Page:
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Aortic Aneurysm



An aneurysm is a bulge in the artery wall. Weakened by atherosclerosis (hardening of the arteries), smoking, hypertension, or other causes, the vessel walls balloon outward with the pressure of the blood flow inside. If an aneurysm bursts, it can cause heavy, life-threatening internal bleeding. This condition may also lead to blood clots (possibly leading to a heart attack or stroke) and leakage of blood.

Aneurysms can form in arteries throughout the body, but most occur in the aorta. Starting in the heart and continuing through the chest and abdomen to the legs, the aorta is the body's largest blood vessel. If the aneurysm occurs in the lower section of the aorta, it is known as an abdominal aortic aneurysm; if it occurs in the portion of the aorta in your chest, it is called a thoracic aortic aneurysm.


Aneurysms may expand slowly or quickly, or they may stay the same size for many years. They often develop without any warning signs. Sometimes, however, people experience symptoms from an aneurysm that can include:

  • A pulsing sensation in the abdomen
  • Stomach pain or tenderness
  • Back pain

A burst aneurysm is a medical emergency. Signs of a ruptured aneurysm include:

  • Sudden, intense pain in the abdomen
  • Dizziness
  • Sweating
  • Low blood pressure
  • Fast pulse


In most cases, an aortic aneurysm is detect during a routine exam or while testing for another condition, such as during an X-ray or ultrasound. If an aneurysm is suspected, your doctor will perform an echocardiogram or aortic ultrasound in order to confirm this diagnosis. Patients at risk for this condition, including smokers and those over the age of 60, should be screened regularly for an aortic aneurysm through imaging tests or genetic testing.

If an aneurysm is discovered, it will be monitored closely. Many remain small and never rupture. Large, fast-growing, leaking or painful aneurysms may require surgery. Surgery is performed immediately on aneurysms that threaten imminent rupture or that have already ruptured, although the procedure is less successful once the vessel has burst.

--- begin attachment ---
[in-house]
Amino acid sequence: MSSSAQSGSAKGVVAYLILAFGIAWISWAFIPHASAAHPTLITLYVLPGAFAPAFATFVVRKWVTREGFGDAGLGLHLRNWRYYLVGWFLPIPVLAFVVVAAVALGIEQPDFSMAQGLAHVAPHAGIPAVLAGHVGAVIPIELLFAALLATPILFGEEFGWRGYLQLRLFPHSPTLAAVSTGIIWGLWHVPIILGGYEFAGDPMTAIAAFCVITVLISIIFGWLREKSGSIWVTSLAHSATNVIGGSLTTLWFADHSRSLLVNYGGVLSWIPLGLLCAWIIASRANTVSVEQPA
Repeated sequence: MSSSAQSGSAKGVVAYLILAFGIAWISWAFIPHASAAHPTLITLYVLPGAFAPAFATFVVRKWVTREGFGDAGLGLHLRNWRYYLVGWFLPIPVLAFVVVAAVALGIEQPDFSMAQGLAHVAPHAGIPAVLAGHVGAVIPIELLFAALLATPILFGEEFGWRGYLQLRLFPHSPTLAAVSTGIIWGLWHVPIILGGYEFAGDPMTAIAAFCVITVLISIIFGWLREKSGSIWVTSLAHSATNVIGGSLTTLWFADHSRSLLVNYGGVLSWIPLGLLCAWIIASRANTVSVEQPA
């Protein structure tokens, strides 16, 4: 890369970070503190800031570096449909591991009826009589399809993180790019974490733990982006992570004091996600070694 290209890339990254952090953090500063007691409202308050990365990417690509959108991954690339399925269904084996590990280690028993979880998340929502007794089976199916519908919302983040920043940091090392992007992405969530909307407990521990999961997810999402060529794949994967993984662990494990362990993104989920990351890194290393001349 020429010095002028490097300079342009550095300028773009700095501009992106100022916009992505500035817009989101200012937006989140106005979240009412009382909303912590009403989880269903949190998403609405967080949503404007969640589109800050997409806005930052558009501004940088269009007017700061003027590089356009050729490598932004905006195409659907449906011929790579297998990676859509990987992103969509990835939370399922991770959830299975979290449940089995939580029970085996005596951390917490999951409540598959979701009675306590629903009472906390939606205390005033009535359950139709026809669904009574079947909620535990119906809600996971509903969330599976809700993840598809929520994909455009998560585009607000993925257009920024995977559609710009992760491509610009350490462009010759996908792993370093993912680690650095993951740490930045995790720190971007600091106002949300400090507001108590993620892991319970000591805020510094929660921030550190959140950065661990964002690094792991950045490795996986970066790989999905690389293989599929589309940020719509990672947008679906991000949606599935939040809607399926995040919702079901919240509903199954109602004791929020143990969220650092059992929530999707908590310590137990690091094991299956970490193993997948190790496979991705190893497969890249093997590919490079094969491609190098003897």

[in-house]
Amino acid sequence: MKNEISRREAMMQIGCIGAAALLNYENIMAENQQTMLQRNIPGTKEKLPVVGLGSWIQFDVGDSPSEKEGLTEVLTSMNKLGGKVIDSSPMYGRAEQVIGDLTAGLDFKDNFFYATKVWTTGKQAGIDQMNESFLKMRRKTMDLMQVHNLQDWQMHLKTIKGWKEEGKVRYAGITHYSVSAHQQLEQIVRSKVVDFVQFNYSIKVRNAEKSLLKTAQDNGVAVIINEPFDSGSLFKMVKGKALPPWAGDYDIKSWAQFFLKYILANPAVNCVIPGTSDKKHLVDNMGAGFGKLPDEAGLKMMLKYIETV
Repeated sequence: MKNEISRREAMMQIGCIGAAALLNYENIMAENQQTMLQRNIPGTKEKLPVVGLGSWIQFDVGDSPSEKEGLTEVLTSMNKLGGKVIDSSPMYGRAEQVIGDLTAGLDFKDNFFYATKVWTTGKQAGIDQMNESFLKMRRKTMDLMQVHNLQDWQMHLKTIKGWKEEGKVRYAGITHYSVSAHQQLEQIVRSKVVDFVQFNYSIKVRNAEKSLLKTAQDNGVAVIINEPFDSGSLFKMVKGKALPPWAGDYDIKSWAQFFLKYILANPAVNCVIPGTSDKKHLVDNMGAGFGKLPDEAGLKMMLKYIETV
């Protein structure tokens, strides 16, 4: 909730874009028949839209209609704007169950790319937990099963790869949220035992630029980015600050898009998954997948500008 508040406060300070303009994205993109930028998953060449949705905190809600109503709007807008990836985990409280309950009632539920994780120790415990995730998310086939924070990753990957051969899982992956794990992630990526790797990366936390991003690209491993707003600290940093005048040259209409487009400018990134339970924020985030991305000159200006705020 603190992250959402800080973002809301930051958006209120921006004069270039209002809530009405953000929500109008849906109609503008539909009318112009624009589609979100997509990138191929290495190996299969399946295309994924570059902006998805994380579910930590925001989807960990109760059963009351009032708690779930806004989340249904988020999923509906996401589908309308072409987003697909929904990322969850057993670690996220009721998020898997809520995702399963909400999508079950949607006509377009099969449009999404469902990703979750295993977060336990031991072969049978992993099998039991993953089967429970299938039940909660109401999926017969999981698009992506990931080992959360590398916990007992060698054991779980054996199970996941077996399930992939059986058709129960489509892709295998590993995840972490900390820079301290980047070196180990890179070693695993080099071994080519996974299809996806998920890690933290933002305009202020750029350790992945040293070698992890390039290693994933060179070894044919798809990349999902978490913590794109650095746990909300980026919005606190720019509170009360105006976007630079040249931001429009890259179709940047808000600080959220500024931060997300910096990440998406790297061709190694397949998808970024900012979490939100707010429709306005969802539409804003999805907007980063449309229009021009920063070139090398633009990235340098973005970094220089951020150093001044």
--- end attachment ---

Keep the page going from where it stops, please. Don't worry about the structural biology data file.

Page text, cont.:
Treatment for an aortic aneurysm depends on the size and severity of the condition, as well as the patient's overall health. Medications are often prescribed as an initial treatment to help lower blood pressure, relax blood vessels and reduce the risk of rupture. Beta blockers and calcium channel blockers are most commonly prescribed for an aortic aneurysm.

Aortic Endovascular Stent Grafting
In an endovascular stent-grafting procedure, a small metal cylinder called a stent is implanted in the artery to provide a strong new vessel wall. During the procedure, a thin tube called a catheter is guided up the aorta to the site of the aneurysm. A balloon on the end of the catheter helps fit the stent into place. Then the catheter is removed. The aneurysm generally shrinks around the stent as time passes.

Open Aneurysm Repair
Open aneurysm repair involves making an incision in the abdomen, removing the section of the artery with the aneurysm, and replacing the excised segment with a graft made of a synthetic tube.

Recent minimally invasive laparoscopic techniques allow surgeons to make very small incisions in the groin to access the femoral artery. A thin tube with a camera is inserted into the artery and threaded up to the aneurysm so the surgeon can "see" inside the patient's body without the need for traditional open surgery. Your doctor will determine which treatment option is best for you based on a thorough evaluation of your condition.


Although there is no surefire way to prevent an aortic aneurysm from developing, there are certain steps patients can follow to reduce their risk. It is important to:

  • Keep blood pressure under control
  • Avoid or quit smoking
  • Exercise regularly
  • Lower cholesterol and fat


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